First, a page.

It seems slightly odd that for a band who snarled “No Future” that forty years after their one and only studio album they should be still be constantly examined and written about.
Or maybe it was deeply prophetic: that pop is so obsessed with its past that it repackages it constantly and there is a lot less of a future because it can’t shake off its past.
The reality is that Never Mind The Bollocks remains one hell of a thrilling ride. This issue is itself a re-issue of what has become regarded as the definitive issue which was first issued as a limited edition in 2012.
It opens – rather provocatively, being the Pistols – with what sounds like jackboots marching, and straight into ‘Holidays In The Sun.’ While it and the three other singles ‘Anarchy In The UK’ ‘God Save The Queen’ and ‘Pretty Vacant’ may well be the strongest things here, it is worth noting that they are classics, and essential entries in the rock canon.
Some songs may seem rather slight on their own – ‘Seventeen’ with its chorus of “I’m a lazy sod” could be a lesser band, but all tracks together combine the yobbishness and art school, the very filth and fury (as a newspaper heading about the band had it) to make up a package that was repellant to some and irresistible to others.
‘Bodies’ – supposedly the only song Sid Vicious actually played on on the album – still terrifies, all the more so, given that it was reportedly written about a real Sex Pistols fan. ‘EMI’ which closes the album was the riposte to the label which had dumped the band after they’d sworn on live TV (oooh! Controversial for 1976) gives the album a fabulous close.
The b-sides (as they do at their best) stand-up for themselves. Their version of The Stooges’ ‘No Fun’ matches the Pistols musical snarl, yet opens with hints of the dub reggae that John Lydon loved and would explore with his next (and arguably more interesting and adventurous) Public Image Ltd. ‘Satellite’ and ‘Did You No Wrong’ are strong songs in themselves.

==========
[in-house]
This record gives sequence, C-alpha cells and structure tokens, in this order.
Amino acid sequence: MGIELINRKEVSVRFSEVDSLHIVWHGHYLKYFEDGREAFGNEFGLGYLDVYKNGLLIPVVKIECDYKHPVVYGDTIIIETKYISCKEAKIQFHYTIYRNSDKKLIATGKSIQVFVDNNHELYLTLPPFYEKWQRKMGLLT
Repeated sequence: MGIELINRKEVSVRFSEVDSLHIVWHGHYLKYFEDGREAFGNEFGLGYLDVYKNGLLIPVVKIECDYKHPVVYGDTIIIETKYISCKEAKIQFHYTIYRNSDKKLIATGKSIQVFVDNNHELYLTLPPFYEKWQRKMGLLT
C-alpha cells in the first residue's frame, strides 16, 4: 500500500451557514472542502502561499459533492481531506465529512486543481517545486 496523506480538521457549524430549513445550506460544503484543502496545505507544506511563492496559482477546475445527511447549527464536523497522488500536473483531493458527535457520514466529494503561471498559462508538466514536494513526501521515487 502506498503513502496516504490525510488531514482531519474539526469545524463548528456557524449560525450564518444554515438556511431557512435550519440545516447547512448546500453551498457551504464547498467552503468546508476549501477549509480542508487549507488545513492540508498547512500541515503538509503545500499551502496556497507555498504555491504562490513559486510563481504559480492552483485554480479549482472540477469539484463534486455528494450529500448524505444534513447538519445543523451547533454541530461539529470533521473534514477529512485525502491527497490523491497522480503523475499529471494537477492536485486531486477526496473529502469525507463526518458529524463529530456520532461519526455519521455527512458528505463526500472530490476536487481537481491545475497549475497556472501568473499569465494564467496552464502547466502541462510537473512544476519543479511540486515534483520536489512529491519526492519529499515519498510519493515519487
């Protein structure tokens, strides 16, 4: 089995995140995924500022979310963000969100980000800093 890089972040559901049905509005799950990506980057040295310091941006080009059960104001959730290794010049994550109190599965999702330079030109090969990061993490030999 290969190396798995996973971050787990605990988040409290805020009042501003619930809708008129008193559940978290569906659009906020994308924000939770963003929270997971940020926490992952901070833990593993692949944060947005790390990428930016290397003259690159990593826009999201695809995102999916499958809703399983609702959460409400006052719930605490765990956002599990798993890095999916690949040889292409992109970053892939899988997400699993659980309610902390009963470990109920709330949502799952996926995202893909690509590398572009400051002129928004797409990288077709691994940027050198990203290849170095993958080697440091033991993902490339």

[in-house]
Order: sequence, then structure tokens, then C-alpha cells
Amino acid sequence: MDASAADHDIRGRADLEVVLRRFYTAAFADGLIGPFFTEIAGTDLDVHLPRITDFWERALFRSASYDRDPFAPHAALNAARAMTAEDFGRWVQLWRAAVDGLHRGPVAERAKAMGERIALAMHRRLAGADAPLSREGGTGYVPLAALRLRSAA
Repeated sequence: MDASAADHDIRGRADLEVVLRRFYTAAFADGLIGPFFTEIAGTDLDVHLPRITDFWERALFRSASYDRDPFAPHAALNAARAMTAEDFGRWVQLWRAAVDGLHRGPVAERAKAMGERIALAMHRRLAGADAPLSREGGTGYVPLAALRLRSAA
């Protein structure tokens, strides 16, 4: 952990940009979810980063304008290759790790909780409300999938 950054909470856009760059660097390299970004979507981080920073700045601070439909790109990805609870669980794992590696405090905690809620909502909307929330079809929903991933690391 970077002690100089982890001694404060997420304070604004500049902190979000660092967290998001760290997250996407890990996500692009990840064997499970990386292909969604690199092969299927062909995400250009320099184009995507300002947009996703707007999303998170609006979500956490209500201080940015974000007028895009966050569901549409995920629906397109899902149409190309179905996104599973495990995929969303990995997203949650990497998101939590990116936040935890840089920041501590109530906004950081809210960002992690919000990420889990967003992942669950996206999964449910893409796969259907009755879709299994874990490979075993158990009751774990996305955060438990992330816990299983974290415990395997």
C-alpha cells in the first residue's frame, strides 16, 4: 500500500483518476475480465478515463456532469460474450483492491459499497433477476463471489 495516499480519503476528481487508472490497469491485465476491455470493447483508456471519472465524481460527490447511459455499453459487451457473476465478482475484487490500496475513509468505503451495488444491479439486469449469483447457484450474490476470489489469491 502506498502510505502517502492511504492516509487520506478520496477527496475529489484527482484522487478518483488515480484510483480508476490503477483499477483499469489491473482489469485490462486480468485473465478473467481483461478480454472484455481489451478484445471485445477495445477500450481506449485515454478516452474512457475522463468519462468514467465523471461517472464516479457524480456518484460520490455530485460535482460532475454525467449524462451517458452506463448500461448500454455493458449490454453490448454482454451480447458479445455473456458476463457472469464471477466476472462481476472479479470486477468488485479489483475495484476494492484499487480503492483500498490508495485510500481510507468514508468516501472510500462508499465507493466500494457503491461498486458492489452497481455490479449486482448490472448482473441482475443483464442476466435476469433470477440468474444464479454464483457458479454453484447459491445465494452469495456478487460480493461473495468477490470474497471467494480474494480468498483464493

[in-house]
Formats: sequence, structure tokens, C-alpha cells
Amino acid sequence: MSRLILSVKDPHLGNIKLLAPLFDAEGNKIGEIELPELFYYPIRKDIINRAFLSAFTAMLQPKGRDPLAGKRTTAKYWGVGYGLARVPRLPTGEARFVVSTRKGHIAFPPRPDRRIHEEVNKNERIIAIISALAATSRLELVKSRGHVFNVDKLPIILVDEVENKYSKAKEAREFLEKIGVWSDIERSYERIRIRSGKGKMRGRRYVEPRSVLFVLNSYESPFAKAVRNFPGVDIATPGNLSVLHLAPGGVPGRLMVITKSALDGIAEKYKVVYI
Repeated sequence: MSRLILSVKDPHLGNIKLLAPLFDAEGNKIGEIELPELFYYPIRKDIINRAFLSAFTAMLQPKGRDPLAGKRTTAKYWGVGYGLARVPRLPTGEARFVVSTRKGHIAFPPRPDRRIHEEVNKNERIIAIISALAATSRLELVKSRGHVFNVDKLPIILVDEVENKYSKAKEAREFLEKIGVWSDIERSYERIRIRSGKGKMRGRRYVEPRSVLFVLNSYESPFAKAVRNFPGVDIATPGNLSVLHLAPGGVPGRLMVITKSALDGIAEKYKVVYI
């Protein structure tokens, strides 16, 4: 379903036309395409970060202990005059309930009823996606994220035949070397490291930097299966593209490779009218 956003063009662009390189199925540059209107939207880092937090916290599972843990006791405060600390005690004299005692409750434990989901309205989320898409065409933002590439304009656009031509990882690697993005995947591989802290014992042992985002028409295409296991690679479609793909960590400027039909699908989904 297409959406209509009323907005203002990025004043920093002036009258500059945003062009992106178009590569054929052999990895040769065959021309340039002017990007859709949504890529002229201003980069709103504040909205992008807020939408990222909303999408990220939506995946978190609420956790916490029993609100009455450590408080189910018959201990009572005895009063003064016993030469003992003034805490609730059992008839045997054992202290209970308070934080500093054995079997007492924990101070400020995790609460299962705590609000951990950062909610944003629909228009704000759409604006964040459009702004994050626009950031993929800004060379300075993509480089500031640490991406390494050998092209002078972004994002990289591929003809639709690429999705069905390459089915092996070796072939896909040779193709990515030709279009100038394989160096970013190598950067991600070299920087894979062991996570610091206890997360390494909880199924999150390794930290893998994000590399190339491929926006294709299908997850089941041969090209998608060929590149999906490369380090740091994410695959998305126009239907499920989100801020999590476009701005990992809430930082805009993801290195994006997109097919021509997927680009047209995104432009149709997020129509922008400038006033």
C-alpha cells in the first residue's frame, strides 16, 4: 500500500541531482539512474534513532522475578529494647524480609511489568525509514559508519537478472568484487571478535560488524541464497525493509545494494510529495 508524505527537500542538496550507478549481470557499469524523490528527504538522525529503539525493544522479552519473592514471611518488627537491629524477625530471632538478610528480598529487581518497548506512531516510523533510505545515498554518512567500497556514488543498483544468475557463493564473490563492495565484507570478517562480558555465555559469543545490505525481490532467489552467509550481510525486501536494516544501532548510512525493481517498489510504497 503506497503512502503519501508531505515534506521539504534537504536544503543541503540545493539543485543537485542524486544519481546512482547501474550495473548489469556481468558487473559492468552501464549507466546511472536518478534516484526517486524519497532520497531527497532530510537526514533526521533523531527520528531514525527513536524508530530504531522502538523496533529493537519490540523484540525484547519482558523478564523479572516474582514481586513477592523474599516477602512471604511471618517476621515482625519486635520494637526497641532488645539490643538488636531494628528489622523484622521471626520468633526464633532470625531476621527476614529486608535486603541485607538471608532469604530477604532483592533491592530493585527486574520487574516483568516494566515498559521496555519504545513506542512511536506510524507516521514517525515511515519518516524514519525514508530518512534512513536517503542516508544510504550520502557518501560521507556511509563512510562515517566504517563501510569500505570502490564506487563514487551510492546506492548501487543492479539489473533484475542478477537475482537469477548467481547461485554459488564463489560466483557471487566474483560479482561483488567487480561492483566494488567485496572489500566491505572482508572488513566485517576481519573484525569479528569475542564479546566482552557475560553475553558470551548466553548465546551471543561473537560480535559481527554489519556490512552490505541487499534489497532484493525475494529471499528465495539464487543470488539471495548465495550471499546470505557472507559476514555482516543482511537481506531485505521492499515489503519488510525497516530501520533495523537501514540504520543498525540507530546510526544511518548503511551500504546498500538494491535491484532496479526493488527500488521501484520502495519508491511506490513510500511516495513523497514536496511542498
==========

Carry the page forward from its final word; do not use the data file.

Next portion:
I probably am not the only one who still cringes at ‘Belsen Was A Gas.’ The Wikipedia entry acknowledges that it’s a highly controversial song. It’s a demo version that appears here – while it may have been written more to shock the older generation than to offend, Lydon is amongst those who have acknowledged that it crosses into bad taste. I could live without it reappearing.
For a band who supposedly couldn’t play, the demos and live material may show some sign that they were in need of polishing, but that they were probably more competent than they may have wanted some to believe. It’s perhaps telling that on the Norwegian gig on the third disc after ‘New York’ Lydon can be heard telling the crowd “Alright? Just stop the fucking spitting, I don’t like being spat at.” It may have been perceived as part of the ritual – yet (totally understandably) something he didn’t wish to be part of.
Whether there will be more re-issues of the album remains to be seen. But Never Mind stands as a fantastic blast of anger and fun that has not withered over four decades.